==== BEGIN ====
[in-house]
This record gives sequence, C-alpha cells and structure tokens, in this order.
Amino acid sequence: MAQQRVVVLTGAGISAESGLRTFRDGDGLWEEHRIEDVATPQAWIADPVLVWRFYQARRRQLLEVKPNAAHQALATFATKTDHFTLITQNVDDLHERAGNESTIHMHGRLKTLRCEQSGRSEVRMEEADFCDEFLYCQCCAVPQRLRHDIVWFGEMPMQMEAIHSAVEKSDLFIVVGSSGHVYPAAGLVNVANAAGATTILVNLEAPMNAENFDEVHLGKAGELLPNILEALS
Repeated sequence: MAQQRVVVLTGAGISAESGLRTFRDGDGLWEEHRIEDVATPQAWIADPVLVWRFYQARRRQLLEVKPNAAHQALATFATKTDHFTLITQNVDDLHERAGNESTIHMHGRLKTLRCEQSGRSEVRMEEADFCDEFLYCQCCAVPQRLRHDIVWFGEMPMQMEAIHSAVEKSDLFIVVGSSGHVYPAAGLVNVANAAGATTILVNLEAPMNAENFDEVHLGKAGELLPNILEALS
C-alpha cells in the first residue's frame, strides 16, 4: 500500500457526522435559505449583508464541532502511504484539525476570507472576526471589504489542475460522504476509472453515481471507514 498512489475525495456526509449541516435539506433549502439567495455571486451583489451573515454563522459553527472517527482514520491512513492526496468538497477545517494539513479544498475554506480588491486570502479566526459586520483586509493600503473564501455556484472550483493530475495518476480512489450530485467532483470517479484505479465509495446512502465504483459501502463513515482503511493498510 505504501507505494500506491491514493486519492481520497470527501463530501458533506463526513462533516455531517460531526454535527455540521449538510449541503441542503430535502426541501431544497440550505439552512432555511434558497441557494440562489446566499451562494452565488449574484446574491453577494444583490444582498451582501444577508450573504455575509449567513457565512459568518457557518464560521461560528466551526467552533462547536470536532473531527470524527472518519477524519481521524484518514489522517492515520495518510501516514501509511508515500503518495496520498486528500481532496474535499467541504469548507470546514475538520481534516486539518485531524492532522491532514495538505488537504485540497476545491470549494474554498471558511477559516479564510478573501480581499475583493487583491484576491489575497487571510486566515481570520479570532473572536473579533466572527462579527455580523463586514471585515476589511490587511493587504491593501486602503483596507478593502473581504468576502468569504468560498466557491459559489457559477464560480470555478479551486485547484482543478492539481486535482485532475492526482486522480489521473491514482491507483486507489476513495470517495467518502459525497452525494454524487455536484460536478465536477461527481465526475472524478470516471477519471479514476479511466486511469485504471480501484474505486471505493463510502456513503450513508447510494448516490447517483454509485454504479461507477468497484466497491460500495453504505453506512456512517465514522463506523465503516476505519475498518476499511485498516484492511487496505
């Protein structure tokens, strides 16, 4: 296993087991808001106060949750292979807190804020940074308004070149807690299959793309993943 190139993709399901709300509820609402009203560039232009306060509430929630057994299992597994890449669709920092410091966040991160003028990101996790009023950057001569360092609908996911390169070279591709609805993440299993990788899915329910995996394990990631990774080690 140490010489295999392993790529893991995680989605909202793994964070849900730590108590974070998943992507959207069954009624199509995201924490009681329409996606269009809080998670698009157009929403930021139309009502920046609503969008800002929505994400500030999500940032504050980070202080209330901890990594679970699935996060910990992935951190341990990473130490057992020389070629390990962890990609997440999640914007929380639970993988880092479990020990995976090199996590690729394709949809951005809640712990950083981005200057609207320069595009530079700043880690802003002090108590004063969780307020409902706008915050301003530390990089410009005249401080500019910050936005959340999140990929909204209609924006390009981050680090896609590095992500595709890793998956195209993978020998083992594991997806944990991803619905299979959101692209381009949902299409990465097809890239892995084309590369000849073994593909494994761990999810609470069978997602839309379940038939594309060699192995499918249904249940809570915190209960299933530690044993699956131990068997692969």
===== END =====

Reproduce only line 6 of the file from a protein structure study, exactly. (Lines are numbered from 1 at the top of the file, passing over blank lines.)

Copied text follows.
């Protein structure tokens, strides 16, 4: 296993087991808001106060949750292979807190804020940074308004070149807690299959793309993943 190139993709399901709300509820609402009203560039232009306060509430929630057994299992597994890449669709920092410091966040991160003028990101996790009023950057001569360092609908996911390169070279591709609805993440299993990788899915329910995996394990990631990774080690 140490010489295999392993790529893991995680989605909202793994964070849900730590108590974070998943992507959207069954009624199509995201924490009681329409996606269009809080998670698009157009929403930021139309009502920046609503969008800002929505994400500030999500940032504050980070202080209330901890990594679970699935996060910990992935951190341990990473130490057992020389070629390990962890990609997440999640914007929380639970993988880092479990020990995976090199996590690729394709949809951005809640712990950083981005200057609207320069595009530079700043880690802003002090108590004063969780307020409902706008915050301003530390990089410009005249401080500019910050936005959340999140990929909204209609924006390009981050680090896609590095992500595709890793998956195209993978020998083992594991997806944990991803619905299979959101692209381009949902299409990465097809890239892995084309590369000849073994593909494994761990999810609470069978997602839309379940038939594309060699192995499918249904249940809570915190209960299933530690044993699956131990068997692969």